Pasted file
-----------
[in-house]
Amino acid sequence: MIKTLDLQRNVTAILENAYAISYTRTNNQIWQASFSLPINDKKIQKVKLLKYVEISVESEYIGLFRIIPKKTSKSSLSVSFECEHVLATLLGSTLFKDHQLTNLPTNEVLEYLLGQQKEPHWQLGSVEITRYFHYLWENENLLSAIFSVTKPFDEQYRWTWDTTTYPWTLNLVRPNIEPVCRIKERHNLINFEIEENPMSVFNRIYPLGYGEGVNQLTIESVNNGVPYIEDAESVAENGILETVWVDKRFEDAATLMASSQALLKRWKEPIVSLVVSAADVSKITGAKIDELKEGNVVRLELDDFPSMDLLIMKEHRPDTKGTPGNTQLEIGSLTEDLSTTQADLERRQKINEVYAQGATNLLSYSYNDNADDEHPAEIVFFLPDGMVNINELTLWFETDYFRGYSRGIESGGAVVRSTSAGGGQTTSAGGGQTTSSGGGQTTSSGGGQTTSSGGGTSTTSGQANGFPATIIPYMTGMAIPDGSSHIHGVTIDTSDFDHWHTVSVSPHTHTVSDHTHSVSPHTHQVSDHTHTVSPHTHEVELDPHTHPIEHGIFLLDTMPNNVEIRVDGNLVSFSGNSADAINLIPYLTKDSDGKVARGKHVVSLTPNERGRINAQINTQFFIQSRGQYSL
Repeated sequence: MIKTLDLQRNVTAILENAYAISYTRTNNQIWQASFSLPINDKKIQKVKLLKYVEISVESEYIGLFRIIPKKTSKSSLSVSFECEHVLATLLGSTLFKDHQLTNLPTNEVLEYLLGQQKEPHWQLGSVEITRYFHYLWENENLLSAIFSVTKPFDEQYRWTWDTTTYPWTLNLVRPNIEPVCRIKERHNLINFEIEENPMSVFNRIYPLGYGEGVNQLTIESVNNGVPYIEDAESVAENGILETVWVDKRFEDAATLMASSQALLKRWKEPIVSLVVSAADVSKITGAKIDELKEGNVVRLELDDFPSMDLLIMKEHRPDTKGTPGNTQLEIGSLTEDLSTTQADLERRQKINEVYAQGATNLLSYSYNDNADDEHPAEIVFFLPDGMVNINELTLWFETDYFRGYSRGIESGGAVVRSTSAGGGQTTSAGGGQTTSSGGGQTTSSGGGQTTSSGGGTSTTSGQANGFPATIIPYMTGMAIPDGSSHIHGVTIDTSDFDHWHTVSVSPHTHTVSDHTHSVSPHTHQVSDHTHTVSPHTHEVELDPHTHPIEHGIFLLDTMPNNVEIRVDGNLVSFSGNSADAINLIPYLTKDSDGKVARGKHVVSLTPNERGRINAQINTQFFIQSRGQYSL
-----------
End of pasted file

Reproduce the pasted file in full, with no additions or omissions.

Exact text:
[in-house]
Amino acid sequence: MIKTLDLQRNVTAILENAYAISYTRTNNQIWQASFSLPINDKKIQKVKLLKYVEISVESEYIGLFRIIPKKTSKSSLSVSFECEHVLATLLGSTLFKDHQLTNLPTNEVLEYLLGQQKEPHWQLGSVEITRYFHYLWENENLLSAIFSVTKPFDEQYRWTWDTTTYPWTLNLVRPNIEPVCRIKERHNLINFEIEENPMSVFNRIYPLGYGEGVNQLTIESVNNGVPYIEDAESVAENGILETVWVDKRFEDAATLMASSQALLKRWKEPIVSLVVSAADVSKITGAKIDELKEGNVVRLELDDFPSMDLLIMKEHRPDTKGTPGNTQLEIGSLTEDLSTTQADLERRQKINEVYAQGATNLLSYSYNDNADDEHPAEIVFFLPDGMVNINELTLWFETDYFRGYSRGIESGGAVVRSTSAGGGQTTSAGGGQTTSSGGGQTTSSGGGQTTSSGGGTSTTSGQANGFPATIIPYMTGMAIPDGSSHIHGVTIDTSDFDHWHTVSVSPHTHTVSDHTHSVSPHTHQVSDHTHTVSPHTHEVELDPHTHPIEHGIFLLDTMPNNVEIRVDGNLVSFSGNSADAINLIPYLTKDSDGKVARGKHVVSLTPNERGRINAQINTQFFIQSRGQYSL
Repeated sequence: MIKTLDLQRNVTAILENAYAISYTRTNNQIWQASFSLPINDKKIQKVKLLKYVEISVESEYIGLFRIIPKKTSKSSLSVSFECEHVLATLLGSTLFKDHQLTNLPTNEVLEYLLGQQKEPHWQLGSVEITRYFHYLWENENLLSAIFSVTKPFDEQYRWTWDTTTYPWTLNLVRPNIEPVCRIKERHNLINFEIEENPMSVFNRIYPLGYGEGVNQLTIESVNNGVPYIEDAESVAENGILETVWVDKRFEDAATLMASSQALLKRWKEPIVSLVVSAADVSKITGAKIDELKEGNVVRLELDDFPSMDLLIMKEHRPDTKGTPGNTQLEIGSLTEDLSTTQADLERRQKINEVYAQGATNLLSYSYNDNADDEHPAEIVFFLPDGMVNINELTLWFETDYFRGYSRGIESGGAVVRSTSAGGGQTTSAGGGQTTSSGGGQTTSSGGGQTTSSGGGTSTTSGQANGFPATIIPYMTGMAIPDGSSHIHGVTIDTSDFDHWHTVSVSPHTHTVSDHTHSVSPHTHQVSDHTHTVSPHTHEVELDPHTHPIEHGIFLLDTMPNNVEIRVDGNLVSFSGNSADAINLIPYLTKDSDGKVARGKHVVSLTPNERGRINAQINTQFFIQSRGQYSL